We see political powers taking control again and again down the ages with their soldiers and armies, with their weapons of war,
Yet, this morning we hear a different story. Women came to look at the tomb that had been sealed by the power and authority of the Empire.
Down the ages people do this kind of thing as a hopeful gesture of defiance. People sneak out in the early morning to protest. They form underground movements and lobby groups and when they feel brave or safe enough the go on protest marches.
Last Sunday after church a group of us went to the city out in the rain to the Palm Sunday rally for refugees. With a group of UCA people, reps from other faiths, the greens, socialists, rural action groups and the grandmothers for refugees we stood outside the state library in the rain listening to speakers describe the plight of refugees seeking a new life in Australia …Our Uniting Church moderator Sharon Hollis said she’d heard of a couple of politicians in Canberra complaining about Christians and their protests saying: “the problem with Christians is that they are never satisfied”. On behalf of the Uniting Church, Sharon declared that we will never be satisfied when there are refugee children held in off shore detention. We shall never be satisfied while those fleeing the horrors of war suffer in prison like camps behind barb wire.
On Easter morning the women were not satisfied with leaving Jesus in a tomb they snuck out in the early morning in silent protest –a mark of solidarity – a defiant act against the powers that be. But when they arrived, they watched a greater power had move the stone away. The Status Quo was shaken. The stone that shut away hope was rolled away. The seal that declared things must stay as they are, was broken. The authorities had killed Jesus – he was dead – he was buried and a guard placed outside his tomb to make sure everything stayed that way.
And Yet … this morning we hear Matthew’s version of what happened next. The women arrive and the heavens open – there is an earth quake and the stone rolls away, the guards are like dead men and the angel perches on top of the stone telling the women not to be afraid. The angel tells them that Jesus is not dead, that he has been raised. They are invited to look where the that the body is no longer there and are told to go and tell the disciples that the risen Jesus will meet with them in Galilee. The women run with both fear and great joy. They run right into the risen Jesus who calls out to them ‘greetings’.
It’s almost comical – an earthquake, a glowing angel, and the risen Jesus bumping into the women: ‘greetings’.
They fall at his feet and this time Jesus tells them not to be afraid.
But how could they not be afraid?
How can we not be afraid?
We are so scared, we either laugh or cry.
The people with the guns killed this guy. The soldiers with the weapons strung him up until he was dead. The army came in and dropped the bombs on our town. The people with the machine guns opened fire. We flee for our lives. We leave our homeland and cross the boarders in search of a new life. We walk and run with the sound of bombs echoing in our ears and long for freedom. The protest movement was gunned down.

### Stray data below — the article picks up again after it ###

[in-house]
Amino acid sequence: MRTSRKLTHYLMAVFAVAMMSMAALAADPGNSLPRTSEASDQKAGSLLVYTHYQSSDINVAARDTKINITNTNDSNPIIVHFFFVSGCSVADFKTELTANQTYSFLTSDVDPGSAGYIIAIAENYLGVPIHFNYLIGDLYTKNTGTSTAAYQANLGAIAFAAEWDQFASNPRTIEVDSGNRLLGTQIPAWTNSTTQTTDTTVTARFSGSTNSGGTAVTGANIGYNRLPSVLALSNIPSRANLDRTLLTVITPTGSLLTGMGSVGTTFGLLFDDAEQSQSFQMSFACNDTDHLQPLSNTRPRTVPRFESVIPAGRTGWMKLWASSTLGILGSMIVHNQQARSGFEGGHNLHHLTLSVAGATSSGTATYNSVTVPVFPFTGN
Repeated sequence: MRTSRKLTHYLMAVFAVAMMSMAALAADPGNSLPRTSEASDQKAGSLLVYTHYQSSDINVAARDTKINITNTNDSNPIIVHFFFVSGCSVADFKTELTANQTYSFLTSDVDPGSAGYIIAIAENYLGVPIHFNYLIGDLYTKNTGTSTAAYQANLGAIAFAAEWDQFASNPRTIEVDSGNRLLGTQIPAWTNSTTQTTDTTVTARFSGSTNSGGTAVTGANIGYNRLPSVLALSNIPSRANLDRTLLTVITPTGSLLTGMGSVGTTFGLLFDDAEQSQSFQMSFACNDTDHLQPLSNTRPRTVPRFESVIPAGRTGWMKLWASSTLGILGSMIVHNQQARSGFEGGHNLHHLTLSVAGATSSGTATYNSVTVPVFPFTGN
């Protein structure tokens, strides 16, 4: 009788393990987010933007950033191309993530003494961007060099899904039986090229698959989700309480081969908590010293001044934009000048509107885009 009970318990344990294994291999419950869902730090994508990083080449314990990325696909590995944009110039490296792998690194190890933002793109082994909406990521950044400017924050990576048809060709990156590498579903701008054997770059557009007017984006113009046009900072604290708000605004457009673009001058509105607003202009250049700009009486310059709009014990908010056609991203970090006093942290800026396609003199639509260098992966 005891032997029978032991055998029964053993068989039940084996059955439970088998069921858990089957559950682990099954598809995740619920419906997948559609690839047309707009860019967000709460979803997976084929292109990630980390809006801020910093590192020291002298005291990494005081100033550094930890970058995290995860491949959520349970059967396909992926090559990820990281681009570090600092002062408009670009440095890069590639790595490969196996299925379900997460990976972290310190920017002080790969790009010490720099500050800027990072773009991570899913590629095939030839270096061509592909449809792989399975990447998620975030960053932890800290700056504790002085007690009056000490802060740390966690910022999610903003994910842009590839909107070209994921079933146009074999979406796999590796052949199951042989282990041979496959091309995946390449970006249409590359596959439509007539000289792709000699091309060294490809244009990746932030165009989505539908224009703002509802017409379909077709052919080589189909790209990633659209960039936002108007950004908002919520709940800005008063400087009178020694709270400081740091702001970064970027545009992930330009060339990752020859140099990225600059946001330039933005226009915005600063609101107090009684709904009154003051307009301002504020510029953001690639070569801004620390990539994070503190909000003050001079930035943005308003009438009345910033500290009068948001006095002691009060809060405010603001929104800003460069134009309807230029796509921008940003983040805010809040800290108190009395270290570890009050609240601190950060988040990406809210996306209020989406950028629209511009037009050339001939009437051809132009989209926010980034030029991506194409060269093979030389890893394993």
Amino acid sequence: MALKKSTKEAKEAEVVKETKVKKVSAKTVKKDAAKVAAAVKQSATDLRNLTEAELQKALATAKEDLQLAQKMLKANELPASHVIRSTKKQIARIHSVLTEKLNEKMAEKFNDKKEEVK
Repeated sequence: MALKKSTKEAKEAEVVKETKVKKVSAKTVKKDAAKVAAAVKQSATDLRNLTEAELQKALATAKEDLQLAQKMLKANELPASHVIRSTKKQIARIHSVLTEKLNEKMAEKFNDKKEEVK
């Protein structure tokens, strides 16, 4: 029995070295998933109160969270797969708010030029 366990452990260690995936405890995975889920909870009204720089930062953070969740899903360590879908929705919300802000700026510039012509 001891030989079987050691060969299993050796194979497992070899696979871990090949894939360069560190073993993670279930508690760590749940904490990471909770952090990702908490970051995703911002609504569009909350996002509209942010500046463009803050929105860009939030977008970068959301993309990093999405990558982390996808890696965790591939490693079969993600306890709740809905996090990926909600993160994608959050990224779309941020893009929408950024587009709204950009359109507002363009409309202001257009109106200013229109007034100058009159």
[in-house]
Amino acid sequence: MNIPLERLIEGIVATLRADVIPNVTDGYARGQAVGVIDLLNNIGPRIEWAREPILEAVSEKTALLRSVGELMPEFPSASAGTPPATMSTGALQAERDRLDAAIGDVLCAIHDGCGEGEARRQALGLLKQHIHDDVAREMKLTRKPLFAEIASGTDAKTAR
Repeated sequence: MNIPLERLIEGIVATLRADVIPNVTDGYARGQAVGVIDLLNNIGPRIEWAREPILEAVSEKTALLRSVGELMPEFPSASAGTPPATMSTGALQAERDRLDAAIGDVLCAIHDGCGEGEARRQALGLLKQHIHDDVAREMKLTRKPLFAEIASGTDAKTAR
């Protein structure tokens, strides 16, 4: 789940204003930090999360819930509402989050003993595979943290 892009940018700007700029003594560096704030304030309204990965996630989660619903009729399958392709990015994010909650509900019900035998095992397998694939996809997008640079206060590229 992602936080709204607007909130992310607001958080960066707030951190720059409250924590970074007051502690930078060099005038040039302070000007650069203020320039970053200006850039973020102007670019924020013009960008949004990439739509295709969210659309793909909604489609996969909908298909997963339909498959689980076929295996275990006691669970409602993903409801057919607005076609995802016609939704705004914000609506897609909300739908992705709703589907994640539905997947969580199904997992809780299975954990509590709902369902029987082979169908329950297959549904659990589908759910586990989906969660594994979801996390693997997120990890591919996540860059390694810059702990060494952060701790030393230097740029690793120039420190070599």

The women should not be here. We should not be here. The guy who was dead is now living. The alternative king is alive! They fall at his feet. We fall at his feet.
Written about 70 years later, the book of Acts, describes Peter telling everyone that the message of the risen Jesus spread throughout Judea. Beginning in Galilee with the baptism that John announced where God anointed Jesus of Nazareth with the Holy Spirit and with power. Then how he went about doing good and healing all who were oppressed, for God was with him… Peter says… they put him to death by hanging him on a tree; but God raised him on the third day and allowed him to appear, not to all the people but to us who were chosen by God as witnesses, and who ate and drank with him after he rose from the dead. He commanded us to preach to the people and to testify that he is the one ordained by God as judge of the living and the dead. All the prophets testify about him that everyone who believes in him receives forgiveness of sins through his name."
We fall at his feet and wonder – what on earth is this all about?
What does it mean to proclaim that the dead man is risen?
What does it mean to tell a story about the failure of the oppressive powers to maintain the status quo?
What does it mean to celebrate Easter and the rising of the oppressed and the rebirth of hope?
Why do we celebrate this event?
What is Easter about?
Is it something about life after death?
Is it about good overcoming evil?
At it’s core, Easter is about the outcome of a cosmic clash of authorities.
Does the status quo stand or is change possible?
Who has the final say over what happens in our world?